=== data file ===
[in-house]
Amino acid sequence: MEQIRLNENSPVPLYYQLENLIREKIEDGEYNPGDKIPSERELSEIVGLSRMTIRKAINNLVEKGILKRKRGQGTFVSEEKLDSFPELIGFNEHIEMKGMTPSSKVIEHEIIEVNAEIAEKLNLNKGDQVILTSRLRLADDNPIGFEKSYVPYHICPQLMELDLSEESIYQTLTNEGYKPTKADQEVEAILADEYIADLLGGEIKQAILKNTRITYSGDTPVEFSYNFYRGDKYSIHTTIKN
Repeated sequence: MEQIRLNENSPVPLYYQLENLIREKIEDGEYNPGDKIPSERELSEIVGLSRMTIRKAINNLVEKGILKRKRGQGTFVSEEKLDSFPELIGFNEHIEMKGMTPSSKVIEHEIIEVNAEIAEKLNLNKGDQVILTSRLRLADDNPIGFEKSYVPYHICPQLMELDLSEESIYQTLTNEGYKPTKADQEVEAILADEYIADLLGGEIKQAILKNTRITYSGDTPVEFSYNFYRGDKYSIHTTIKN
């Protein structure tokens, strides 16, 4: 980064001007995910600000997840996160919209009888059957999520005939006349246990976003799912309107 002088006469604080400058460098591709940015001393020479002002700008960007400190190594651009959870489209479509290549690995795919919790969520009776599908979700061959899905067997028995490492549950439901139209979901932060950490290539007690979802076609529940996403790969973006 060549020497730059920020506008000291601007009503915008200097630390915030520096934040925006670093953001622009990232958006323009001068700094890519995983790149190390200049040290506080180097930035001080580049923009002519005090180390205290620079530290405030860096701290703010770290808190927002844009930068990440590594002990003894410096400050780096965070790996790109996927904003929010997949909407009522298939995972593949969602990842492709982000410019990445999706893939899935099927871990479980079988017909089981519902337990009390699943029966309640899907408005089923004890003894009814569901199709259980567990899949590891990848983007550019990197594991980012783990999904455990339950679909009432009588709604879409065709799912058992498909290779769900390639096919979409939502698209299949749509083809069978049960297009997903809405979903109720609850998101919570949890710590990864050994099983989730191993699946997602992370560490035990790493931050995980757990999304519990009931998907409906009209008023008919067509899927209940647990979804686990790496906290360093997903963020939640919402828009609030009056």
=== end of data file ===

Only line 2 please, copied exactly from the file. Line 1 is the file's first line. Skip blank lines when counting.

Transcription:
Amino acid sequence: MEQIRLNENSPVPLYYQLENLIREKIEDGEYNPGDKIPSERELSEIVGLSRMTIRKAINNLVEKGILKRKRGQGTFVSEEKLDSFPELIGFNEHIEMKGMTPSSKVIEHEIIEVNAEIAEKLNLNKGDQVILTSRLRLADDNPIGFEKSYVPYHICPQLMELDLSEESIYQTLTNEGYKPTKADQEVEAILADEYIADLLGGEIKQAILKNTRITYSGDTPVEFSYNFYRGDKYSIHTTIKN